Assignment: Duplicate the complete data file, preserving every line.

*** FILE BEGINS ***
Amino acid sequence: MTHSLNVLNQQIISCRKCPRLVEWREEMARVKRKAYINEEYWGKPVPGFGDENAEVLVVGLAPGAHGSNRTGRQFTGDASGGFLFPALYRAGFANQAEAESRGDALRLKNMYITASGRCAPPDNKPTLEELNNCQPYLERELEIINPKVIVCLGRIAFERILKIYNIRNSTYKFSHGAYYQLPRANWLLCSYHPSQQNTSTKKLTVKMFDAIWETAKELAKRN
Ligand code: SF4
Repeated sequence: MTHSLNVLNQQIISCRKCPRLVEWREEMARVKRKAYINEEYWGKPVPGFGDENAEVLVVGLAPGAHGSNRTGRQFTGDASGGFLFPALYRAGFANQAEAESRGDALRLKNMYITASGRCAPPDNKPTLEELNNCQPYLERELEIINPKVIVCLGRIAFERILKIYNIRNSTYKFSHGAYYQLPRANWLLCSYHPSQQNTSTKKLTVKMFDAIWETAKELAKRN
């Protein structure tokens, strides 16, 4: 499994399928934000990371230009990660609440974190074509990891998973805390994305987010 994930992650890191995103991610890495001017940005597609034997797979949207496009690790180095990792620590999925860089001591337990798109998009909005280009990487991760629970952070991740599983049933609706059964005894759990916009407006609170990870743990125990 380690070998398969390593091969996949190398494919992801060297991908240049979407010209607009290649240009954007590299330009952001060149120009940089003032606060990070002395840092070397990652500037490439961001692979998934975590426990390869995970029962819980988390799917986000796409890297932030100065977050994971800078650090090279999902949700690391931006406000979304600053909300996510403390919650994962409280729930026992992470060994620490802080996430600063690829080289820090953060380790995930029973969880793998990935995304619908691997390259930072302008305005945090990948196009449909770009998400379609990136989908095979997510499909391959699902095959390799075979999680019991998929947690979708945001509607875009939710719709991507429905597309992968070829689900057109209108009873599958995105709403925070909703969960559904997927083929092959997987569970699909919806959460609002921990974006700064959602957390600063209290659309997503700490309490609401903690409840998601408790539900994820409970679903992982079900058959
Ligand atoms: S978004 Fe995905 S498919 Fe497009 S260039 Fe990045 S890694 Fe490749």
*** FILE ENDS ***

Amino acid sequence: MTHSLNVLNQQIISCRKCPRLVEWREEMARVKRKAYINEEYWGKPVPGFGDENAEVLVVGLAPGAHGSNRTGRQFTGDASGGFLFPALYRAGFANQAEAESRGDALRLKNMYITASGRCAPPDNKPTLEELNNCQPYLERELEIINPKVIVCLGRIAFERILKIYNIRNSTYKFSHGAYYQLPRANWLLCSYHPSQQNTSTKKLTVKMFDAIWETAKELAKRN
Ligand code: SF4
Repeated sequence: MTHSLNVLNQQIISCRKCPRLVEWREEMARVKRKAYINEEYWGKPVPGFGDENAEVLVVGLAPGAHGSNRTGRQFTGDASGGFLFPALYRAGFANQAEAESRGDALRLKNMYITASGRCAPPDNKPTLEELNNCQPYLERELEIINPKVIVCLGRIAFERILKIYNIRNSTYKFSHGAYYQLPRANWLLCSYHPSQQNTSTKKLTVKMFDAIWETAKELAKRN
């Protein structure tokens, strides 16, 4: 499994399928934000990371230009990660609440974190074509990891998973805390994305987010 994930992650890191995103991610890495001017940005597609034997797979949207496009690790180095990792620590999925860089001591337990798109998009909005280009990487991760629970952070991740599983049933609706059964005894759990916009407006609170990870743990125990 380690070998398969390593091969996949190398494919992801060297991908240049979407010209607009290649240009954007590299330009952001060149120009940089003032606060990070002395840092070397990652500037490439961001692979998934975590426990390869995970029962819980988390799917986000796409890297932030100065977050994971800078650090090279999902949700690391931006406000979304600053909300996510403390919650994962409280729930026992992470060994620490802080996430600063690829080289820090953060380790995930029973969880793998990935995304619908691997390259930072302008305005945090990948196009449909770009998400379609990136989908095979997510499909391959699902095959390799075979999680019991998929947690979708945001509607875009939710719709991507429905597309992968070829689900057109209108009873599958995105709403925070909703969960559904997927083929092959997987569970699909919806959460609002921990974006700064959602957390600063209290659309997503700490309490609401903690409840998601408790539900994820409970679903992982079900058959
Ligand atoms: S978004 Fe995905 S498919 Fe497009 S260039 Fe990045 S890694 Fe490749």